"What people are hungry for is really good shoe-leather reporting and intelligent presentation of that information," says Paul Bass, editor of the New Haven Independent. "Opinions are cheap and free. The readers are becoming your op-ed pundits. And they're good."

The sites, at their best, pursue the sort of investigative reporting that major dailies are abandoning. Voice of San Diego, launched in 2005, has unearthed conflicts of interest in the city's redevelopment agency, for instance, and exposed affordable housing that was less than affordable.

We've got a touch of that here; Hummel, the former television reporter-turned-nonprofit investigator, made a splash with his work on corruption in Central Falls City Hall. But he is only one man.

The great missing piece in the Rhode Island mediascape is a non-profit organization with the capacity for the sort of systematic, dig-into-the-public-records, accountability reporting that could alter public policy.

Why has this sot of operation emerged elsewhere, but not here? It's not entirely clear. But Eric Newton, senior adviser to the president at the John S. and James L. Knight Foundation, which has spent heavily on media innovation over the last decade, suggests a close look at the conditions that have spawned nonprofit sites in other locales.

Among them: obvious, major gaps in local reporting; a tradition of donating to public broadcasting outlets; strong philanthropic traditions; and a cohort of committed, veteran journalists with an entrepreneurial streak.

It's easy to see where Rhode Island comes up short on some of these metrics: the ProJo has sharply declined, but still delivers on many of the basics; the local NPR affiliate, if ascendant, has traditionally been weak; much of the ex-ProJo crowd has left the state.

And while there is a solid tradition of Rhode Island philanthropy, Hummel's experience — he's relied heavily on the largess of two conservative businessmen, John Hazen White and Alan Hassenfeld — points to the difficulty in winning broad-based support from ordinary advertisers in a small, often insular state.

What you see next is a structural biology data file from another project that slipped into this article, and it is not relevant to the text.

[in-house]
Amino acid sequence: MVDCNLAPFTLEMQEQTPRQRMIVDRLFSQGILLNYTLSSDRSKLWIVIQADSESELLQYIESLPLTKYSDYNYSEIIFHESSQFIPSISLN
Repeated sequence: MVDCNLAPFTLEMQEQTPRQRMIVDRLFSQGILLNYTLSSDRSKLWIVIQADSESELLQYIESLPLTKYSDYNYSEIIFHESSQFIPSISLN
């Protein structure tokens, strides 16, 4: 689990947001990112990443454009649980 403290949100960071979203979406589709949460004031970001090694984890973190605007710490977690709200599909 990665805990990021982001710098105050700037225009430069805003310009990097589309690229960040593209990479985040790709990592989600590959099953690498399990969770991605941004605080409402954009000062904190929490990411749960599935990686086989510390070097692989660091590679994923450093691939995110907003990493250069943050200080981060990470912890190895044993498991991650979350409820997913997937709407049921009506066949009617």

"I've been tremendously disappointed in the business community," Hummel says. "I get notes from them — 'Oh man, I love what you do, but I can't be associated with you because you poke people in the eye.' "

If Rhode Island presents its challenges, though, there are ways to build something worthwhile here. National foundation money, from Knight and elsewhere, has launched several of the upstart ventures elsewhere.

Joe Bergantino, co-director and senior reporter at the non-profit New England Center for Investigative Reporting, based at Boston University, says his group would be open to a partnership with local organizers.

And a more sober investigative site — without the in-your-face, ambush interview tactics Hummel sometimes pursues — might seem a safer investment for the sort of local donors who could make a nonprofit news venture sustainable in the long term.

There are, in short, possibilities. A more robust local media is in reach. It's unclear, though, if anyone will grab for it.


The blog, at this point, is de rigueur. Even the most traditional of print news organizations have embraced the form — if not, always, the spunk that should accompany it.

But no story on the future of the media in Rhode Island would be complete without noting the growing influence of the blogosphere on mainstream news here.

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